On break from Howard University, I went to a Pinecrest basketball game, where I saw the most beautiful woman in the world. Her cocoa skin, her million-dollar smile, her almond-shaped eyes made time stand still. One of my brother’s friends said, “Don’t waste your time, she won’t give you the time of day!” Not only did she give me her time but she gave me her unconditional love, her hand in marriage, and two wonderful sons. If I could live my life all over again, I would try to find her sooner so I could love her longer. — Mitchell G. Capel
I was hosting that morning. I wasn’t supposed to be. Usually I served in the evenings. But not today.
The restaurant was empty that morning. It wasn’t supposed to be. Usually Saturday mornings saw lines out the door. But not today.
I saw him when he entered. The man of my dreams. We chatted. I had his server bring him a birthday treat. As he left, I hastily wrote my number on a piece of receipt paper.
That was 2011.
One day, it might sink in that I get to spend my whole life with this man. But not today. — Cara Mathis
Not all things begin at the end, but our love story does. After one has their heart shattered into a million tiny pieces, the kind that are so delicate and scatter, like a glass ornament that fell on a hard floor, you don’t ever expect to recover. In a way you don’t. But, if you take two people who suffer the same grief and put them together — much like a punchline — what you end up with is a hopeful and beautiful beginning. You have unbreakable, insane and unexpected love. This I know. — Beth MacDonald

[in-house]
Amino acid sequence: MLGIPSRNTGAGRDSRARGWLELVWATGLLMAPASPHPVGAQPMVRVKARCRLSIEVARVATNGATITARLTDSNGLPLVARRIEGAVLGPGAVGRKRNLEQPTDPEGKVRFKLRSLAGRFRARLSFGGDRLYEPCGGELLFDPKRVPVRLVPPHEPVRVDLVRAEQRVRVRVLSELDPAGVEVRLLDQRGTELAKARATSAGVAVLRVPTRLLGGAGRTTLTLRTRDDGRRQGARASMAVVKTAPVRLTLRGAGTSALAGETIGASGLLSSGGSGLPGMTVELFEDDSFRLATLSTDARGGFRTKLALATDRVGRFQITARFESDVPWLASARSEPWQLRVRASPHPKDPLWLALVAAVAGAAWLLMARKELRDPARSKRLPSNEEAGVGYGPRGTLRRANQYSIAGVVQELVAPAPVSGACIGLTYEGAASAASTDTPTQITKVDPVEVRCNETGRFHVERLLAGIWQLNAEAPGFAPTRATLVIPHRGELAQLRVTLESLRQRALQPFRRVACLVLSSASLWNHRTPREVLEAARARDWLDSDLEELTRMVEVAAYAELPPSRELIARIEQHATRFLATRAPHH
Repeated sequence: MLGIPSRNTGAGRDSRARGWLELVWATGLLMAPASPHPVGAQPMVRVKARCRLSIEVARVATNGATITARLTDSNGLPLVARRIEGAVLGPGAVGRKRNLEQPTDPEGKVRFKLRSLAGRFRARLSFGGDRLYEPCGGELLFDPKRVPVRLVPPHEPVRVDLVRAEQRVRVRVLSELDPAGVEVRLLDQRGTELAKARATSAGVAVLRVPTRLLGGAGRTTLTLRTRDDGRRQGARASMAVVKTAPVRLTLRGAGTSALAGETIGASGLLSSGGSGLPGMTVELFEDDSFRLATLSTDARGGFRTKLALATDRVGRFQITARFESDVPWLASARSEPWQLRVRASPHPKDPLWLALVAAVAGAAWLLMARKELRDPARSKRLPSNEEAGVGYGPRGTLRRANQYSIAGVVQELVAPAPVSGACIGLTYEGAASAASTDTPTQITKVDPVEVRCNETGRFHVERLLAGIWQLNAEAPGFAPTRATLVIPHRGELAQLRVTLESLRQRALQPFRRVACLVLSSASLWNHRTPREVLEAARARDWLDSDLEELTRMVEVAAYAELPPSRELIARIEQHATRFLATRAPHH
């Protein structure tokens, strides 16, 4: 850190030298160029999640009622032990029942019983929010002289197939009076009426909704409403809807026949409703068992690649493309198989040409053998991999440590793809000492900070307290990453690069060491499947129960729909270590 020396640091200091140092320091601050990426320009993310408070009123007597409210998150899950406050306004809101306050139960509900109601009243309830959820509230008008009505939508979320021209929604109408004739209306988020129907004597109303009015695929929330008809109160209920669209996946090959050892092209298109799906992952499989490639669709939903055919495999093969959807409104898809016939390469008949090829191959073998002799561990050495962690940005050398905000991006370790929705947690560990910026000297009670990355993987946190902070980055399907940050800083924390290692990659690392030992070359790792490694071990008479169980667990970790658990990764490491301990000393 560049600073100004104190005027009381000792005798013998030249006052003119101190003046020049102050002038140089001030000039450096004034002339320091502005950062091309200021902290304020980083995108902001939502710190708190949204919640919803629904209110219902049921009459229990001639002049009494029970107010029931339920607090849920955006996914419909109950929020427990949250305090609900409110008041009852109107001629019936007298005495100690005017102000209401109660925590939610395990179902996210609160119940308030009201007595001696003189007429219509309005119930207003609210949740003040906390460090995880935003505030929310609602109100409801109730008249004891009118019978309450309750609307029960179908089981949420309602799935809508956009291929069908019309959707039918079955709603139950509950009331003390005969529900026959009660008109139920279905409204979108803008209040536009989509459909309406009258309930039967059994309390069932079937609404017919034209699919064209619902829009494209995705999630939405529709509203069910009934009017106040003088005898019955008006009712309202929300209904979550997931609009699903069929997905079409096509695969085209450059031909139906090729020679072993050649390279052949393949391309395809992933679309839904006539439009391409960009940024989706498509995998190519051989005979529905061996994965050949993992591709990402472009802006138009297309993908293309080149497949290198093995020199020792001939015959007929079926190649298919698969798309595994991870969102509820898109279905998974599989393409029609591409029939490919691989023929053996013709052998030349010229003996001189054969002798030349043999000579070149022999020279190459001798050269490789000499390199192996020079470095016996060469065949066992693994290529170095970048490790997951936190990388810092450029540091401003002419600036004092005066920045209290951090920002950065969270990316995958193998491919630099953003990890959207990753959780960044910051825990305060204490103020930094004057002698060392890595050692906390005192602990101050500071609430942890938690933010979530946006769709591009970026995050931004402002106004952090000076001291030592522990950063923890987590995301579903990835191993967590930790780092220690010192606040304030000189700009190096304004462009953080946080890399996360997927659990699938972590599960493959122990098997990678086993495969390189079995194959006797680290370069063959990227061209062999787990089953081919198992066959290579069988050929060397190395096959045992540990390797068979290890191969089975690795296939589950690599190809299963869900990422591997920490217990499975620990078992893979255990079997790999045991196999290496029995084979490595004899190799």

He’s been gone more than four decades, a victim to that three-packs-a-day habit that snared so many in the mid-1900s. But I loved everything about my dad, Thomas Aiken Pace. He introduced me to Tar Heel sports, Dizzy Dean, Sonny Jurgensen, Frederick Forsyth, a cold Falstaff, a marinated steak, the curveball and a Stingray bicycle. On rainy days, he’d drive me on my paper route, and I think he knew full well I was sneaking looks inside the Playboy magazines in his drugstore. And from this most gentle man I learned there was no good reason to ever raise your voice. — Lee Pace
I make a big deal of birthdays. Ryan is a Leo, so his comes first between the two of us. “It’s just another day,” he’d say. Naturally, I ignored that for his 23rd and made it my mission to make it the best birthday ever. Giddy was the only way to describe him that day. That’s the smile I hold on to. He repaid the sentiment on my 21st. It’s still the best one. In two more years I’ll catch up to his age, 25, and when I blow out my candles I’ll wish for him. — Emilee Phillips